O’Charley’s closes 18 restaurants in one day as sales struggle

O’Charley’s closed 18 failing restaurants on Sunday, capping up the 91-unit casual-dining chain’s hard recovery from the epidemic.

company stated that the closures were required to position company for future success.

“We likened it a little bit to pruning the vines at a winery,” CEO Craig Barber explained in an interview. “That happens every year.”

You get a better, higher-quality grape, more growth, and you have to do it for the vineyard’s general health.”

It had already closed 33 restaurants in the second quarter, bringing its total for the year to 51, accounting for more than a third of its entire unit count.

The closed stores were experiencing both long-term and short-term issues. The surroundings altered over a period of up to five decades.

Malls and other significant retailers shuttered or relocated, displacing customers. During the pandemic, there was a significant movement toward online buying, which intensified this trend. Meanwhile, the rent was rising.

The following year, O’Charley’s commodities expenses increased by 19%. It hiked menu pricing, but not enough to compensate for the skyrocketing inflation.

“For our industry in general, and for our brands, it was very challenging to understand how to best maneuver that,” Barber went on to say.

According to the number of chain restaurant closures this year, O’Charley’s is not alone.

Boston Market has lost at least two dozen stores; Applebee’s is considering dozens of closures; Qdoba plans to decrease by up to 1.5% every year; and Veggie Grill has recently closed 40% of its outlets.

However, O’Charley’s difficulties precede even today’s tough environment. According to Technomic data, systemwide revenues plummeted 34% from 2017 to 2022, while unit count fell by nearly a third.

However, 2021 was its greatest year since 2016, according to Barber. Despite a bleak outlook for 2022, the company was upbeat at the start of this year.

Barber described January as “pretty good.” However, sales began to decrease in February, and then even more so in March.

“April, it was backed up a lot,” he explained.

“It seemed like the whole industry, late March, early April, like somebody blew out the parachute at the back of the dragster and slowed things down really quick,” that’s what he stated. “And I don’t think anyone saw it coming.”

The Nashville-based chain opted to close 18 outlets in one day to stop the bleeding.

Some tenants opted to extend their leases, while others worked with landlords to determine “what could be a better opportunity for both of us,” according to Barber.

The closures were distributed throughout O’Charley’s footprint, which is mostly east of the Mississippi River.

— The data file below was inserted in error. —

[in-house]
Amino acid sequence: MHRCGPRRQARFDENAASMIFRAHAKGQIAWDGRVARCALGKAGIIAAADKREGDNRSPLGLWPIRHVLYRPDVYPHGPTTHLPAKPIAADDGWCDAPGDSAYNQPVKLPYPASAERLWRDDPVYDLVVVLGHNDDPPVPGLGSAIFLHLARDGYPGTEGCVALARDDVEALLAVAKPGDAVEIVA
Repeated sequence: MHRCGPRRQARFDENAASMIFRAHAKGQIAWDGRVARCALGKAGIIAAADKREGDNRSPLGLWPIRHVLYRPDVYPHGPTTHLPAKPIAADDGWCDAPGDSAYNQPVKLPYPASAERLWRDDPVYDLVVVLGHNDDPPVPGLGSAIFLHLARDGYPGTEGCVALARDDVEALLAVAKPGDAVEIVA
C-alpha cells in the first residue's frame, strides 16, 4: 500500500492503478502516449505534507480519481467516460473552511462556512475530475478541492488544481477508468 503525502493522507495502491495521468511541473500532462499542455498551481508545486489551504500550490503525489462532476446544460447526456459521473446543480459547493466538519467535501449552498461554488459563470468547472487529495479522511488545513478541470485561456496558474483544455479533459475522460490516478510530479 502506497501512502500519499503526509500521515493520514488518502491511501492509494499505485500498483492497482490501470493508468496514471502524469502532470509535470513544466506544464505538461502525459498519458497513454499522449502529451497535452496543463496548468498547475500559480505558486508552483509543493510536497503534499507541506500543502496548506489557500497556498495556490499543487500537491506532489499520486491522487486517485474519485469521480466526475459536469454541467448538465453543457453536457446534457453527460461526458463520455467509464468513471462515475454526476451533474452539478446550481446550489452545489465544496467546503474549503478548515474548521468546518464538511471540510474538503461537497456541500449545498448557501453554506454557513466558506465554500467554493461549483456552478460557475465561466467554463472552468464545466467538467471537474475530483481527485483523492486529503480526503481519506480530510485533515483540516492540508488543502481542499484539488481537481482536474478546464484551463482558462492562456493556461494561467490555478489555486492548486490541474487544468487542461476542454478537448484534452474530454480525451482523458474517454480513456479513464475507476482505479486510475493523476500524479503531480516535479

Some were geographical outliers, such as its lone Missouri location, which made marketing and support more challenging for the network.

Now, O’Charley’s is focusing on its 91 remaining outlets, nearly all of which are company-owned.

Same-store sales are still down year over year, but they’re improving and have turned positive early this week, thanks in part to many new bargain offerings, according to Barber.

One example is a collaboration between Coca-Cola and NASCAR, which provides customers with a $5 dinner discount on Mondays if a Coke-sponsored driver finishes in the top five over the weekend.

O’Charley’s also reinstated its famed Free Pie Wednesday campaign, albeit with some changes to improve margins.

“We made it a little higher bar to jump over to get to the free offering,” Barber told me. “And not only are we up six straight weeks on Monday, we’re up six straight weeks on Wednesday.” Both the top and bottom lines have improved.

Weekends continue to be a puzzle. O’Charley’s began a Shrimp Lovers Weekend special this week, offering three shrimp platters for $10.99 to $15.99 on Friday, Saturday, and Sunday. For an additional $3, customers can add fried shrimp to any entree.

As inflation continues, the promotions appeal to price-conscious consumers, and they have a clear goal: “How do we get guests to come to our restaurant versus the other alternatives?” Barber stated.

He believes O’Charley’s has lost some clients to lower-cost limited-service companies. “Part of that’s just the convenience aspect and the value pricing,” he went on to say.

However, he also faulted the media for instilling fear about the economy and scaring away clients during the difficult March and April months.

“I still laugh about all the talking heads arguing about whether we were in a recession or not in a recession,” he told reporters.

Consumers experienced “a little bit of fear and a little bit of concern… and people just kind of dialed it back.”

Those concerns have yet to materialize. And today, Barber is pleased with how things are going at O’Charley’s. But there is still a lot of ground to cover.

“We have 14 dayparts, and we’ve won four so far.” And we’ve won six games in the last two weeks,” he continued. “You get an attaboy and attagirl and thank you very much, and now we’ve got eight more dayparts.”

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